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The Zen of Mulch


The Center Bed

The Center Bed

My ambition when I started gardening was Thomas Kincaid. I wanted to grow the same lush, overflowing flowerbeds featured in his paintings. That ambition lasted a few years while I worked to enrich Florida’s sandy soil and get anything growing. But then my efforts started to pay off and I quickly lost control of my garden to the summer rains and St. Augustine grass run amuck!

The last 2 years have led me to the conclusion that perhaps Kincaid wasn’t so much a gardener as a painter, but what really changed my mind was a recent visit to Arizona. I expected to see desert, I was told the place was brown, but what I found was pebbled landscapes dotted with acacia trees like green lollipops on display.

At first, I didn’t know where to look. The brown landscape seems empty, but it’s not uniform like the lush, green backdrop that is Florida. My eyes skipped, looking for something to land on. But after a while, I noticed the trees more and, in particular, the odd flowering bush or cactus planted nearby, and that’s when I realized that the Arizona landscape is essentially a Zen garden.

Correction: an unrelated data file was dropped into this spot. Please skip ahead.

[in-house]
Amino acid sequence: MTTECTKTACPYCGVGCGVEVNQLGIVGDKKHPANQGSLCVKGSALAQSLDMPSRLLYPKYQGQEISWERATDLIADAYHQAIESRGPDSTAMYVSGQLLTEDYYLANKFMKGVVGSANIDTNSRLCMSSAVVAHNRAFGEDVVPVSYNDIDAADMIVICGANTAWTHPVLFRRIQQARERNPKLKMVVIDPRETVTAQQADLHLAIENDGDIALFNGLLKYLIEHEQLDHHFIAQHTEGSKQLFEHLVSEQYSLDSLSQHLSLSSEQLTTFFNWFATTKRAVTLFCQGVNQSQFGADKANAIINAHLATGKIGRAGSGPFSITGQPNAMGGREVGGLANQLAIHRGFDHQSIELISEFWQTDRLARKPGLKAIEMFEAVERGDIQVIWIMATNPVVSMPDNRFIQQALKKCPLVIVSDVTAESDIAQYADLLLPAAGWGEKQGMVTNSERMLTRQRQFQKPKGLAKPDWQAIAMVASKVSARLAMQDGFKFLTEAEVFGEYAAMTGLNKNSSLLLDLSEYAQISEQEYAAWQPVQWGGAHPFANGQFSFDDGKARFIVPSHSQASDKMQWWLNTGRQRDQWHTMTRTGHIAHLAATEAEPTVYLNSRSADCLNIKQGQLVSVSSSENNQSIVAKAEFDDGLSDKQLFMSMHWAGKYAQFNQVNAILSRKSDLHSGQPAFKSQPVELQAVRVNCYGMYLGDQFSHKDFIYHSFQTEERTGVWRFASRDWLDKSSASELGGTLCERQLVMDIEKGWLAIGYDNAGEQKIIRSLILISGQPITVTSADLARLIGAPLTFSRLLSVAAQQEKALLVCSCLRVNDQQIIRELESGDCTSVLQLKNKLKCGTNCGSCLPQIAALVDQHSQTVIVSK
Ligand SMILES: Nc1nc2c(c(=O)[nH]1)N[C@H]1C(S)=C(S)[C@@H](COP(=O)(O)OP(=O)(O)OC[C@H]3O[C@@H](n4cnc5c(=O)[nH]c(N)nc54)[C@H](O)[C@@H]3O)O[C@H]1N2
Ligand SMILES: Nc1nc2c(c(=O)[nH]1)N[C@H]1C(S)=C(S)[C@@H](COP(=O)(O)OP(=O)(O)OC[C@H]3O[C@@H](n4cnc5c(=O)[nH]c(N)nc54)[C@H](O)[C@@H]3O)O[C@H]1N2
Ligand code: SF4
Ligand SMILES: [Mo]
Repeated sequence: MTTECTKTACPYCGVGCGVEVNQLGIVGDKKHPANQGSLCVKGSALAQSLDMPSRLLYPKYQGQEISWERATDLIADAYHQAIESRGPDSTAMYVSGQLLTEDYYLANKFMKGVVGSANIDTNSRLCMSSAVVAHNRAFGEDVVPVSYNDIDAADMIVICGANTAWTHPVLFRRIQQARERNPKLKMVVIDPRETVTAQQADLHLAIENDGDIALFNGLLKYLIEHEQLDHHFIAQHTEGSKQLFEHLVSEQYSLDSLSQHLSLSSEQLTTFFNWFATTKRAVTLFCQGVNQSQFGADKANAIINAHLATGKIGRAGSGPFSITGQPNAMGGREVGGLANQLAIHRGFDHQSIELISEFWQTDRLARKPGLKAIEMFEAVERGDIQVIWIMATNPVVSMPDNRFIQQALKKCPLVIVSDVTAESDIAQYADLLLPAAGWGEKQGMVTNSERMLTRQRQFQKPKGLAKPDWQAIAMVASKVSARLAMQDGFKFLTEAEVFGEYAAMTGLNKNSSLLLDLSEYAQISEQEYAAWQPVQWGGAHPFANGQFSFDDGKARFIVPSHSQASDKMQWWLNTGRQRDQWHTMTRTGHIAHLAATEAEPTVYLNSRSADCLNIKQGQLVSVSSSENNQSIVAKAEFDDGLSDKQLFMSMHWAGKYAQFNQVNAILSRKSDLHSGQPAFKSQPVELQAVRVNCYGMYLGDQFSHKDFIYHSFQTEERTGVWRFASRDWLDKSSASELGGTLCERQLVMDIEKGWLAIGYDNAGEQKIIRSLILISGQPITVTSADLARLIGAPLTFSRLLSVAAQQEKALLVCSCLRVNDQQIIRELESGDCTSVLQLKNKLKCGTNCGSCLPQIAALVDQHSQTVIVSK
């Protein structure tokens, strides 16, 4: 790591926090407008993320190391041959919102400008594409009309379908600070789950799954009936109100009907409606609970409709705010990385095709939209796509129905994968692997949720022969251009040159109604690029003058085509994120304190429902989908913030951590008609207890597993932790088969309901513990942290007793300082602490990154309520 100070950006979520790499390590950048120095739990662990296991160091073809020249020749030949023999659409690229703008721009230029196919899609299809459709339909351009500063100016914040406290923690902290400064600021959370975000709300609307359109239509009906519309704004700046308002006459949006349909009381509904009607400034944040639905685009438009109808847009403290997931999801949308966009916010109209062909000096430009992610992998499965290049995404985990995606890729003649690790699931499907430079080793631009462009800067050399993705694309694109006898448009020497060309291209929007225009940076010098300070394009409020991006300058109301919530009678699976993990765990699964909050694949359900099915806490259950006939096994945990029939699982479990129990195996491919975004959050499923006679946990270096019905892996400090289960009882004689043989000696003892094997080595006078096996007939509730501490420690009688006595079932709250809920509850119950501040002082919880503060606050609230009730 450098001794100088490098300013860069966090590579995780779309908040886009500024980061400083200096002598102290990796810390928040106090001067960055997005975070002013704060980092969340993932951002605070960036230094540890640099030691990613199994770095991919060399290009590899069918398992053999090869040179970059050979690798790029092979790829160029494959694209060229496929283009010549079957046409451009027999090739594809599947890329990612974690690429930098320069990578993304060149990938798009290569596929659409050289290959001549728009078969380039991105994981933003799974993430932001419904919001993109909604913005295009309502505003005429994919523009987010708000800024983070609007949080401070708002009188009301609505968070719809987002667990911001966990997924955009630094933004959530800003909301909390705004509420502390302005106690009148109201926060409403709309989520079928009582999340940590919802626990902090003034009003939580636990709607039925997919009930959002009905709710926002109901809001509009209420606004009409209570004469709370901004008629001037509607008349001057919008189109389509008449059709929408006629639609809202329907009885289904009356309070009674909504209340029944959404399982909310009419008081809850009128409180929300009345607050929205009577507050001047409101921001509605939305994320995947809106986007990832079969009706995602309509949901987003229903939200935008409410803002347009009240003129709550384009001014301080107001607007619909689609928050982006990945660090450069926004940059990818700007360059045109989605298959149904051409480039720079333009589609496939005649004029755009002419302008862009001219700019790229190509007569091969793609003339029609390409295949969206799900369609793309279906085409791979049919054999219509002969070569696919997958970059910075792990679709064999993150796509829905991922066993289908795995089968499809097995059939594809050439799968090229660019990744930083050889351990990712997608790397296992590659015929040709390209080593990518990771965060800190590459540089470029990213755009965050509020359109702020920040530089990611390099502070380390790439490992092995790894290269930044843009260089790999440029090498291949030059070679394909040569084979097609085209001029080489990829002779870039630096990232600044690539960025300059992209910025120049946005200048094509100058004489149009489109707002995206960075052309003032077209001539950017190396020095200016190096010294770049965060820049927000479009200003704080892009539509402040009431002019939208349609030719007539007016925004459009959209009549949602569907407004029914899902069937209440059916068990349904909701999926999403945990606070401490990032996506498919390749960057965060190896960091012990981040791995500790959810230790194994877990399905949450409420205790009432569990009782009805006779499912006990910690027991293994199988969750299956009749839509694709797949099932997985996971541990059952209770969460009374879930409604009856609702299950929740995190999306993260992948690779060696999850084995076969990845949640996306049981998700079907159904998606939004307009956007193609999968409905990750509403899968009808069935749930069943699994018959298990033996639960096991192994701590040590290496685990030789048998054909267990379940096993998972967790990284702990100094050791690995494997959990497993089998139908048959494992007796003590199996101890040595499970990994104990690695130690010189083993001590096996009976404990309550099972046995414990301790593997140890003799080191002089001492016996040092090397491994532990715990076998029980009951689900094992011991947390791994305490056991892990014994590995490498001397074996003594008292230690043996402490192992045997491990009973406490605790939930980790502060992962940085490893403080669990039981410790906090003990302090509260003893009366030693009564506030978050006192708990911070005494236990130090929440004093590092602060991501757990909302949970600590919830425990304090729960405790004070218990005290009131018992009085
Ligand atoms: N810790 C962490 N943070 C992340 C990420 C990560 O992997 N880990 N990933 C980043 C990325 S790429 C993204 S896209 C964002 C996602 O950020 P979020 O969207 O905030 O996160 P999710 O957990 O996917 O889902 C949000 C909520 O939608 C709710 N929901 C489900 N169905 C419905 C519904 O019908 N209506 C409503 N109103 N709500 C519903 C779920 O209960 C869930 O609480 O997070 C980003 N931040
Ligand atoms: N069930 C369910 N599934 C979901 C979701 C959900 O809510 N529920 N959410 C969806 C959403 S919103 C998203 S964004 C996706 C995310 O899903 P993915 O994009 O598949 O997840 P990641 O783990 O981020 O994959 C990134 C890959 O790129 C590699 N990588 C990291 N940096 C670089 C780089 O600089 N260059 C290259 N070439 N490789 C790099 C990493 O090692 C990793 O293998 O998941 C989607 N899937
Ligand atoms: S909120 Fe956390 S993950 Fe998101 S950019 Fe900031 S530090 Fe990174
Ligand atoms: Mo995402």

Now I don’t know if that’s what the Department of Transportation intended, but I found the landscaping around Phoenix very calming, almost peaceful. The traditional Zen garden was developed in 15th and 16th century Japanese Buddhist monasteries to stimulate meditation. They were meant to be abstract representations of the essential essence of nature. There’s debate on whether they’re meant to represent the principal of Zen or whether they were meant as a form of art, but either way, they’re very restful.


I find my current garden restful but mostly because I go out there and weed when I’m



having a bad week to work out all my frustrations. I did put out melaleuca mulch last year to reclaim the back bed from the St. Augustine grass, but I fully intended to replant that bed after it rested. Now I’m thinking I may not. The central flowerbed is wildflowers, the side beds are herbs, maybe the back bed should be a rock garden. After all, balance is an important part of Zen too!



Kathy BrysonAbout the Author


Kathy Bryson is an award-winning author of multiple leprechaun love stories. An avid fantasy fan as well as romance lover, she’s exploring new territory in series of YA/NA novellas. The Med School Series looks at B-movie monsters in today’s world and is inspired by her co-workers – really! The 1st installment, Giovanni Goes To Med School, is self-published on: AmazoniBooksBarnes & NobleKobo

About the Book –

You don’t have to be a medical student to know the dead do not get up and walk around. Anyone who’s buried a pet in the backyard knows the dead don’t walk. They don’t even lurch.

The night-shift in the morgue was supposed to be a chance to study in quiet and off-set ridiculous student loans. Giovanni is stunned when his patient sits up and starts scolding. Now he’s got to convince an unbelieving medical community to take action, so he can get back to learning about the dead – not the undead!